Posts Tagged ‘Nisei’

War hits home for Japanese Americans in L.A.

July 31, 2009

Frank vividly recalled life after the Japanese bombing of Pearl Harbor in December 1941. Below are some of his recollections.

Pearl HarborNational Archives

When I heard on the radio the president’s message to Congress and to the American people and later saw the dramatic newsreel broadcasts in the theatres, I was incredulous and heartsick. I simply didn’t want to believe my ears or my eyes, even as the newspaper headlines confirmed the truth — Japan and the U.S. were at war. My worst fears and those of all Japanese living on the West Coast had been realized.

The full significance of the Pearl Harbor attack did not strike home to those of us attending colleges and universities. There, we were insulated among well-educated people of our own age and interests, young adults with whom we shared classes, sports, and a common loyalty to our schools.

But it was impossible to ignore the war. I had a gnawing feeling in the pit of my stomach every day, fed by fear and guilt. I wondered what the white students were thinking as they saw me on campus. Was I a “Jap” in their eyes? How long would the calm and accommodation of Nisei students last? When would the storm burst on our heads?


Growing up in 1930s Los Angeles — Skid Row

June 30, 2009

Frank wrote vividly of growing up in Los Angeles, moving in the early 1930s from a house to a small hotel on Fifth Street, “near Main Street in the heart of Los Angeles’ infamous Skid Row.” The hotel business was thriving from three groups needing inexpensive rooms: traveling salesmen, males wanting the city’s cheap living conditions, and a large transient population of World War I veterans. They’d find all the businesses they needed plus buses and streetcars as well as a variety of entertainment.


ABOVE: Merced Theatre, 420 North Main Street, Los Angeles, June 1936. Library of Congress; HABS photograph by Henry F. Withey,

Here’s is Frank’s description of his new “playground”:

I was eight or nine years old, and for the first time I discovered that we were a rather poor family. At night, I would sit on the fire escape in the rear of the hotel, inhaling the odors emanating from the kitchen below — the smells of freshly-baked, jelly-filled pastries were the best. We never got to buy any pastries and we never ate in the cafeteria, but I still remember the white tiled floor, the counter heaped with food, and the crowded tables full of hungry diners.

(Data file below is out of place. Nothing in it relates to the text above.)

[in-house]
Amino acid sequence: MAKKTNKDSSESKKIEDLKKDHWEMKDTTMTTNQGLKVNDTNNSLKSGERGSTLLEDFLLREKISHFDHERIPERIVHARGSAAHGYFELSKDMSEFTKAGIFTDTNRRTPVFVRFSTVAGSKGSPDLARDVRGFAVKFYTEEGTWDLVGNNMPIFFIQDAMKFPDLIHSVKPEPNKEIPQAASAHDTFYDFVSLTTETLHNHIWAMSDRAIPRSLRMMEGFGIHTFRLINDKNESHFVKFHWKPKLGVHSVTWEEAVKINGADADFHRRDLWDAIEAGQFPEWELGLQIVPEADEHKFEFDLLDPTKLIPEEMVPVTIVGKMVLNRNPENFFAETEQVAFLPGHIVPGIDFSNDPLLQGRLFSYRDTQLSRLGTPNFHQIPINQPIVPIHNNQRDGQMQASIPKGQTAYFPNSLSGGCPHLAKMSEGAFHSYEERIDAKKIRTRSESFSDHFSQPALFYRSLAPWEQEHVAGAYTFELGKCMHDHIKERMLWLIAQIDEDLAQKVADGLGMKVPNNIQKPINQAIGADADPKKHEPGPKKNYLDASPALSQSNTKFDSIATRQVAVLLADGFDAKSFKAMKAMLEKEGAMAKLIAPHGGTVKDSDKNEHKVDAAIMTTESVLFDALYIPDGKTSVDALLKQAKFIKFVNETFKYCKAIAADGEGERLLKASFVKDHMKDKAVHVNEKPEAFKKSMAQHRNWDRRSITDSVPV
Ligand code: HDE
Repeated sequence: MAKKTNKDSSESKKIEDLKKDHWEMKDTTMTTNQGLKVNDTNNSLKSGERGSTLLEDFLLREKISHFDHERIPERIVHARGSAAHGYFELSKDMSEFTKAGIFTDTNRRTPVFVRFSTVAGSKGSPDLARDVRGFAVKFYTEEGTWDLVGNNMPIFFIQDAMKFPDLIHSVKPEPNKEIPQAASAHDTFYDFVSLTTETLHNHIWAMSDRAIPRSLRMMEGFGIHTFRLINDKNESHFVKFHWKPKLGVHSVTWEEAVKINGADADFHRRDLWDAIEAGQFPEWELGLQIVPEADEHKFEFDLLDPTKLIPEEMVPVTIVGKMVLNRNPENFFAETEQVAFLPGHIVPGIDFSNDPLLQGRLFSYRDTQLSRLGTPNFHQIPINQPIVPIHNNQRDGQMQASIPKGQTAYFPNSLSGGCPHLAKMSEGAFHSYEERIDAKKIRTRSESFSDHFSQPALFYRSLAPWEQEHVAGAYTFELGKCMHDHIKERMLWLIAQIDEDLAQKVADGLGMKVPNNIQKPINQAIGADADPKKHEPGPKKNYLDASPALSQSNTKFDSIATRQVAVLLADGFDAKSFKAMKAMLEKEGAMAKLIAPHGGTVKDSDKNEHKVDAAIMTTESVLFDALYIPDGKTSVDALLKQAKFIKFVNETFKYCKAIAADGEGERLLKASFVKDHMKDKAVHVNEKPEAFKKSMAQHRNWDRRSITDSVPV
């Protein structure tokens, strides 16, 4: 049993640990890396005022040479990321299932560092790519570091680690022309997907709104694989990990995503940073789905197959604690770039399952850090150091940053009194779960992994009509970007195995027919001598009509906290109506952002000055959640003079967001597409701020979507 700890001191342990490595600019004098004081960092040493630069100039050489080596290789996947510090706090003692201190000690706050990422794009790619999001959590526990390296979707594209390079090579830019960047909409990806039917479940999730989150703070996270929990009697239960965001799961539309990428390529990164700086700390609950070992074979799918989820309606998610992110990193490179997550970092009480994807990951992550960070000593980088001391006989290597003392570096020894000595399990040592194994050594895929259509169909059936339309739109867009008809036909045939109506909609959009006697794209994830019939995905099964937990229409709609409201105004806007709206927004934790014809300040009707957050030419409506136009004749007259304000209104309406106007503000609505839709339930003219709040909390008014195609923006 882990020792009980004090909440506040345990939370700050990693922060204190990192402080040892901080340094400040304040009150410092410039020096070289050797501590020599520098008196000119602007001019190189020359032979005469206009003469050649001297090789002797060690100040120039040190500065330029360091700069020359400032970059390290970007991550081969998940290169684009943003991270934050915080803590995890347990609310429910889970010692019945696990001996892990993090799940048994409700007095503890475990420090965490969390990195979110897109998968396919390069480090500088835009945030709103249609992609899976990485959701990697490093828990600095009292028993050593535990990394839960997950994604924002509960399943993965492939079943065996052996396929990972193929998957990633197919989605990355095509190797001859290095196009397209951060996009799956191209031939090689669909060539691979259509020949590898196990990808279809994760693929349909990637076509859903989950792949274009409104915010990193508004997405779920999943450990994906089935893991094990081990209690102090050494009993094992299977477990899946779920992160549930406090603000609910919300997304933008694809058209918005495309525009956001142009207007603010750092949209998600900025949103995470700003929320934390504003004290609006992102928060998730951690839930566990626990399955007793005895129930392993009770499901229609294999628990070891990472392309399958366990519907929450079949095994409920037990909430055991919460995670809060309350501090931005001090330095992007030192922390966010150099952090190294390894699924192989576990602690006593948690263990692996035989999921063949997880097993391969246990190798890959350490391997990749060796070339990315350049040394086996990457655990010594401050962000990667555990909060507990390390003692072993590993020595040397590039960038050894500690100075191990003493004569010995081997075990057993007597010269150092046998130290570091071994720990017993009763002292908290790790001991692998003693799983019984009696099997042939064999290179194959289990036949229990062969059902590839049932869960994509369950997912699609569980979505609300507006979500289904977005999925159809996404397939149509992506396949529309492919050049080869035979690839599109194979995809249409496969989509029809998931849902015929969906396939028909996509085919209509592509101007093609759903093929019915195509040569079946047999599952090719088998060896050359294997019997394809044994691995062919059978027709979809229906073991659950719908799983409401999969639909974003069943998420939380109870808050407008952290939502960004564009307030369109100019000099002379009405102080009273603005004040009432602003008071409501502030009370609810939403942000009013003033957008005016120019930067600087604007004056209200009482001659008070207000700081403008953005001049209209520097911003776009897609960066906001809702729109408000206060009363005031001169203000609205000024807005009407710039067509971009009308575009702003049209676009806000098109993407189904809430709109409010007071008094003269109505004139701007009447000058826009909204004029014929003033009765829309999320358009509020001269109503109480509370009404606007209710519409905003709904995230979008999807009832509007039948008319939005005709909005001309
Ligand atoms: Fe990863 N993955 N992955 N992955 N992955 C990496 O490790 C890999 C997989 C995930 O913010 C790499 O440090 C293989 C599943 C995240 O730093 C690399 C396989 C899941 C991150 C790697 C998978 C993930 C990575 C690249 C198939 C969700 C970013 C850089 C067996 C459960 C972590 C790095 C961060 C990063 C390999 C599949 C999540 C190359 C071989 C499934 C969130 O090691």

The cheap movie houses strung along Main Street from Sixth St. north to Third, on both sides of the street, featured lurid posters and as much sin as Hollywood could get away with. Gangster movies were especially featured, and there were even two live “strip” shows featuring buxom strippers with eye-catching names. There were more bars, movie houses, and fast-food restaurants along that stretch of roadway than anywhere else in Los Angeles, with a generous supply of clothing stores and hock shops tossed in for good measure. The winos and deadbeats could sleep in the all-night movie houses for the price of admission. Yet just west of Main Street, on Fifth, were some of the most impressive hostelries in the city, like the huge Rosslyn Hotel on Spring Street, and, two block farther west, on Hill Street, the giant and prestigious Biltmore Hotel.

Frank and his time at Heart Mountain camp

May 26, 2009

A year and a half ago, I started a blog about the Lincoln Highway, the first coast-to-coast road across the U.S. I really enjoy keeping others informed about people and places along the Lincoln, and I probably learn more than anyone every day. So I’m very excited to begin blogging about a subject I’ve been working on at times for a decade, the story of Frank T. Inouye.

Frank grew up in Los Angeles, an all-American boy of Japanese parents on the eve of World War II. He did lots of interesting things but what left the greatest impact on him was his internment at Heart Mountain Relocation Center in Wyoming during World War II. He likewise made an impact at Heart Mountain, speaking out when the U.S. Army came looking for recruits. If you think he was bewildered and angry, you’d be right.


I’ll be writing regularly about Frank and my efforts, along with his family, to publish his story. It can be termed a memoir or an autobiography, but whatever you call it, it’s a moving, funny, insightful look at growing up in America in the 1930s and ’40s, all while looking — to many — like the enemy.